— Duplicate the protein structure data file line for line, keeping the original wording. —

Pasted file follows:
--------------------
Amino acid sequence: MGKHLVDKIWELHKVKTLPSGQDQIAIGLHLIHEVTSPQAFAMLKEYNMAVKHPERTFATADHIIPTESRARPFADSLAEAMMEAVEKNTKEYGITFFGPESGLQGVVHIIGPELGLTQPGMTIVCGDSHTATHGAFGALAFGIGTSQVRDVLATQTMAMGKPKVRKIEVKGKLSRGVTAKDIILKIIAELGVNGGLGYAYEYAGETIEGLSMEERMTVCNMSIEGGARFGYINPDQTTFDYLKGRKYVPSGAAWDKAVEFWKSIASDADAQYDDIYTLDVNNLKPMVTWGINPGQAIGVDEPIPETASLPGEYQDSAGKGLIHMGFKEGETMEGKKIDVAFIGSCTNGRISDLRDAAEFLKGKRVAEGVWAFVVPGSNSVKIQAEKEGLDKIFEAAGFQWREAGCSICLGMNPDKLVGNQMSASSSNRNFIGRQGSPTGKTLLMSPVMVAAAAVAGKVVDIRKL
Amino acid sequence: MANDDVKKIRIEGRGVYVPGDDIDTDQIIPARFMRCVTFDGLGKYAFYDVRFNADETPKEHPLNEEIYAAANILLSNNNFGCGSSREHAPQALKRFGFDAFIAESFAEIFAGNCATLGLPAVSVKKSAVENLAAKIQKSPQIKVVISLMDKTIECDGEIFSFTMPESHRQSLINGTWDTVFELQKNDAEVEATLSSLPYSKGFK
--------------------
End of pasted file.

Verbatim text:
Amino acid sequence: MGKHLVDKIWELHKVKTLPSGQDQIAIGLHLIHEVTSPQAFAMLKEYNMAVKHPERTFATADHIIPTESRARPFADSLAEAMMEAVEKNTKEYGITFFGPESGLQGVVHIIGPELGLTQPGMTIVCGDSHTATHGAFGALAFGIGTSQVRDVLATQTMAMGKPKVRKIEVKGKLSRGVTAKDIILKIIAELGVNGGLGYAYEYAGETIEGLSMEERMTVCNMSIEGGARFGYINPDQTTFDYLKGRKYVPSGAAWDKAVEFWKSIASDADAQYDDIYTLDVNNLKPMVTWGINPGQAIGVDEPIPETASLPGEYQDSAGKGLIHMGFKEGETMEGKKIDVAFIGSCTNGRISDLRDAAEFLKGKRVAEGVWAFVVPGSNSVKIQAEKEGLDKIFEAAGFQWREAGCSICLGMNPDKLVGNQMSASSSNRNFIGRQGSPTGKTLLMSPVMVAAAAVAGKVVDIRKL
Amino acid sequence: MANDDVKKIRIEGRGVYVPGDDIDTDQIIPARFMRCVTFDGLGKYAFYDVRFNADETPKEHPLNEEIYAAANILLSNNNFGCGSSREHAPQALKRFGFDAFIAESFAEIFAGNCATLGLPAVSVKKSAVENLAAKIQKSPQIKVVISLMDKTIECDGEIFSFTMPESHRQSLINGTWDTVFELQKNDAEVEATLSSLPYSKGFK